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Arts & Culture

The New World/Interview with Q'Orianka Kilcher

The opening scenes of

The New World sweep you up with their imagery and use of natural sounds. When the English ships arrive, Malick takes the unusual perspective of the Indians as they run along the edge of the forest looking in amazement at what the tides have brought in, and not knowing the massive upheaval thats to come. Malick makes us realize that its a new world for both the English and the Native Americans. As Pocahontas, newcomer Q'Orianka Kilcher captures a sense of wonder and curiosity. In directing Kilcher, Malick instructed her to act through silence, something the fourteen-year-old found challenging and inspiring.

Q'ORIANKA KILCHER: I did have a lot of dialogue in those scenes and a few minutes prior to filming those scenes Terry would go Q'Orianka, maybe just say this only one line and dont say anything else, oh good. It was in a way like learning a new language and I would try to internalize and convey it through my facial expressions and body movements.

In fact, Malick could approach much of his material as if it were a silent movie. This meant that he could call out directions as the cameras were rolling, says Kilcher.

Q'ORIANKA KILCHER: Sometimes he would see a fennel field blowing in the wind and he would say, in the middle of the shoot, Q'Orianka, go run through that fennel field, be the wind, be the wind. And so it would be little things like that that would come in spirit of moment and what he was seeing and the beauty that he saw in the simplicity of nature.

The result, Kilcher says, was like dancing with cinematographer Emmanuel Lubezki, whose camera would follow her every move. Lubezkis often-transcendent images remind us that cinema is all about painting with light. Sunlight in this new world is vibrantly alive and provides a stark contrast to the gray ambience Pocahontas will find in England. Malick has a keen eye for the visual differences between the old and the new world. In America, trees grow wild and create a brilliant canopy of green. But in England, the trees are regimented into orderly rows and their wildness trimmed back to uniformed shapes. Pocahontas, like the wild trees, is made to conform to English customs.

MARY: Go ahead, thats it, smaller steps, little steps so it wont hurt your little feet.

Here, Pocahontas tries on English shoes and clothes, a scene actress Q'Orianka Kilcher says was heartbreaking to play.

Q'ORIANKA KILCHER: The first time I tried my corset and shoes on I actually had them tie my corset extra tight and put my shoes a size too small to feel the constriction of the way I imagined Pocahontas to feel because she never wore those things before and it was really heartbreaking for me because I felt like a caged bird and so constricted from being free and to think Pocahontas went through that it was amazing and sad at the same time.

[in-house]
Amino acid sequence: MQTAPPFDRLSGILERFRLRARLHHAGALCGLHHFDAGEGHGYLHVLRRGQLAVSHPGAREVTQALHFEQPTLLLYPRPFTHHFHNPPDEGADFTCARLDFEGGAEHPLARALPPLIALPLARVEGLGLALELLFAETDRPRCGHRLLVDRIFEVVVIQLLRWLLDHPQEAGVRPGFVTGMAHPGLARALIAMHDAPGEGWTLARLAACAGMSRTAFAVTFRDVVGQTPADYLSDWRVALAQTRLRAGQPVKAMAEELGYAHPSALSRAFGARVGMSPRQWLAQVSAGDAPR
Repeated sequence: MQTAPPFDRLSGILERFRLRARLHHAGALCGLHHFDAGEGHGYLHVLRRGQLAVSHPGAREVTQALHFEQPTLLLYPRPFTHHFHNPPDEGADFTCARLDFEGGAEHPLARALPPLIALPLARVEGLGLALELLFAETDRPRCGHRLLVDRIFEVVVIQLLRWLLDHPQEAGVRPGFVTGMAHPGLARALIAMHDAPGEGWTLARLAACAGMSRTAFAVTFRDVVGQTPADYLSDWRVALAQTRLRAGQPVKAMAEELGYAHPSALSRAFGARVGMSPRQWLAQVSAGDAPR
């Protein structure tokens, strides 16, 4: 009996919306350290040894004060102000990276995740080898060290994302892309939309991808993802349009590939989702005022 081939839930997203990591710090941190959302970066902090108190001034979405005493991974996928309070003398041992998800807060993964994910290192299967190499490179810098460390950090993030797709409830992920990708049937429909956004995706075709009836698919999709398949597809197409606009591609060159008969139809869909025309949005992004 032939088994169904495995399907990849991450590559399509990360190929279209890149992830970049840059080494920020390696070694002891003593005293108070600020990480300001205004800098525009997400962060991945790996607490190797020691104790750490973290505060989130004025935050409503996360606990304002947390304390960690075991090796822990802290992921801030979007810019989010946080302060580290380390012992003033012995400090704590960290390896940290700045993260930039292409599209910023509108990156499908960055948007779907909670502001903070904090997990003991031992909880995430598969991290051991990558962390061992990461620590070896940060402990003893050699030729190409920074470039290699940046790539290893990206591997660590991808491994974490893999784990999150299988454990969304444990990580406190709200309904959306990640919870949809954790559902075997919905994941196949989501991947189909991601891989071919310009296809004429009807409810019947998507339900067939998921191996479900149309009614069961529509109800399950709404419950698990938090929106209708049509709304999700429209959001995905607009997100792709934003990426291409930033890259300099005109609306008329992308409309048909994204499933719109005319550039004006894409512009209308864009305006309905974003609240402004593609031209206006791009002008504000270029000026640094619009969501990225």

Pocahontas gives up much but she also triumphs in her new world. In England she is presented as a princess at the royal court and praised for her courage, something Kilcher also admires.

Q'ORIANKA KILCHER: I would say courage to be a dreamer of two very different worlds coming together and collaborating and coexisting in peace hopefully, and just vision for the future, as well as struggles as a young woman trying to identify herself in a changing world while striving to stay true to her culture and her heritage, and a constant tug, her heart being tugged in two directions.

First her heart is pulled between the world of her fathers and the new world offered by John Smith. Later it is a tug of war between two very different men: Smith, the soldier of fortune and John Rolfe the farmer she marries. Through physical gestures, Malick conveys the contrast between young passion and a mature love. Thus, a simple close up of Pocahontas arms wrapped tightly around her husbands waist conveys more than pages of dialogue ever could.

Terence Malick's

The New World is a cinematic poem and as such its easy to make fun of, just as literary poems are often easy targets for parody. But if youre willing to toss aside conventional expectations of plot and surrender to Malicks rapturous imagery and sparse, simple dialogue, you will discover a brave new world of cinema, and see Malick as a visionary explorer.